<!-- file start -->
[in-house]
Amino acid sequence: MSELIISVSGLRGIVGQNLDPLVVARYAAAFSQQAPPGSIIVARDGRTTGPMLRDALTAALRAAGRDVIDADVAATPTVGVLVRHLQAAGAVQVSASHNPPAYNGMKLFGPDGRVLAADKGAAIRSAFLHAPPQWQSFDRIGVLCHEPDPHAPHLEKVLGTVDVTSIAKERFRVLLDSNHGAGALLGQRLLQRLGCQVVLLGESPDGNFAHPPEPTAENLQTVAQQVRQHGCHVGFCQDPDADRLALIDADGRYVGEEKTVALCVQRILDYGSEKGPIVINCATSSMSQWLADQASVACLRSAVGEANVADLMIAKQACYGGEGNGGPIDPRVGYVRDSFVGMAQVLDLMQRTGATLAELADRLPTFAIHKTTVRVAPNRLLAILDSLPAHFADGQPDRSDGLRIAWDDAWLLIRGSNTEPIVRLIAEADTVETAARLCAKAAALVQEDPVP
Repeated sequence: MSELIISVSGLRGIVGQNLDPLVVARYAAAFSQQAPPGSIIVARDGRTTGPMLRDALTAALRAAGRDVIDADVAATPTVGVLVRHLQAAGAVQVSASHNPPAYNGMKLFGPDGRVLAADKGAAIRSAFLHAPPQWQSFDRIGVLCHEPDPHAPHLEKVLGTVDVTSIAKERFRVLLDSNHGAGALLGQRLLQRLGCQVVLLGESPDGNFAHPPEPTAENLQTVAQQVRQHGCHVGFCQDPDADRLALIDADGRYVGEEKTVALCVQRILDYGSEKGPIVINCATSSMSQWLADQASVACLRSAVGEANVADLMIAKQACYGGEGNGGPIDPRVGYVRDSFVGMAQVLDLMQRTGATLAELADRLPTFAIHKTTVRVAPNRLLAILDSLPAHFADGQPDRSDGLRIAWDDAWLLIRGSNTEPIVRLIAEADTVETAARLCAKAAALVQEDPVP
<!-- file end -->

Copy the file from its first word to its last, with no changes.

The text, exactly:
[in-house]
Amino acid sequence: MSELIISVSGLRGIVGQNLDPLVVARYAAAFSQQAPPGSIIVARDGRTTGPMLRDALTAALRAAGRDVIDADVAATPTVGVLVRHLQAAGAVQVSASHNPPAYNGMKLFGPDGRVLAADKGAAIRSAFLHAPPQWQSFDRIGVLCHEPDPHAPHLEKVLGTVDVTSIAKERFRVLLDSNHGAGALLGQRLLQRLGCQVVLLGESPDGNFAHPPEPTAENLQTVAQQVRQHGCHVGFCQDPDADRLALIDADGRYVGEEKTVALCVQRILDYGSEKGPIVINCATSSMSQWLADQASVACLRSAVGEANVADLMIAKQACYGGEGNGGPIDPRVGYVRDSFVGMAQVLDLMQRTGATLAELADRLPTFAIHKTTVRVAPNRLLAILDSLPAHFADGQPDRSDGLRIAWDDAWLLIRGSNTEPIVRLIAEADTVETAARLCAKAAALVQEDPVP
Repeated sequence: MSELIISVSGLRGIVGQNLDPLVVARYAAAFSQQAPPGSIIVARDGRTTGPMLRDALTAALRAAGRDVIDADVAATPTVGVLVRHLQAAGAVQVSASHNPPAYNGMKLFGPDGRVLAADKGAAIRSAFLHAPPQWQSFDRIGVLCHEPDPHAPHLEKVLGTVDVTSIAKERFRVLLDSNHGAGALLGQRLLQRLGCQVVLLGESPDGNFAHPPEPTAENLQTVAQQVRQHGCHVGFCQDPDADRLALIDADGRYVGEEKTVALCVQRILDYGSEKGPIVINCATSSMSQWLADQASVACLRSAVGEANVADLMIAKQACYGGEGNGGPIDPRVGYVRDSFVGMAQVLDLMQRTGATLAELADRLPTFAIHKTTVRVAPNRLLAILDSLPAHFADGQPDRSDGLRIAWDDAWLLIRGSNTEPIVRLIAEADTVETAARLCAKAAALVQEDPVP